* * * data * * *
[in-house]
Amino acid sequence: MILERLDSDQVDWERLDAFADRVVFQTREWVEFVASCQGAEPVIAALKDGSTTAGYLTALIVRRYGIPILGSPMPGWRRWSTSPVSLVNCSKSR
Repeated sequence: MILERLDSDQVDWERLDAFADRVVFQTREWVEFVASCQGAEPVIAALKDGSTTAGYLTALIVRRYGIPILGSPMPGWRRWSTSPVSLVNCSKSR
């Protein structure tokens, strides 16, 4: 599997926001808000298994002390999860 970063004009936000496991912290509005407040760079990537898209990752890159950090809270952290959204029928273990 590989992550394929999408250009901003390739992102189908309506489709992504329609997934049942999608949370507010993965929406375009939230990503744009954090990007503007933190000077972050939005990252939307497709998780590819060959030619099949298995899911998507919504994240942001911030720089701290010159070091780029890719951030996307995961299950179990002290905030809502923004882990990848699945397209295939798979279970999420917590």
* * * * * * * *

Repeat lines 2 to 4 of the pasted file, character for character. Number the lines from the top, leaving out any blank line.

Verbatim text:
Amino acid sequence: MILERLDSDQVDWERLDAFADRVVFQTREWVEFVASCQGAEPVIAALKDGSTTAGYLTALIVRRYGIPILGSPMPGWRRWSTSPVSLVNCSKSR
Repeated sequence: MILERLDSDQVDWERLDAFADRVVFQTREWVEFVASCQGAEPVIAALKDGSTTAGYLTALIVRRYGIPILGSPMPGWRRWSTSPVSLVNCSKSR
């Protein structure tokens, strides 16, 4: 599997926001808000298994002390999860 970063004009936000496991912290509005407040760079990537898209990752890159950090809270952290959204029928273990 590989992550394929999408250009901003390739992102189908309506489709992504329609997934049942999608949370507010993965929406375009939230990503744009954090990007503007933190000077972050939005990252939307497709998780590819060959030619099949298995899911998507919504994240942001911030720089701290010159070091780029890719951030996307995961299950179990002290905030809502923004882990990848699945397209295939798979279970999420917590």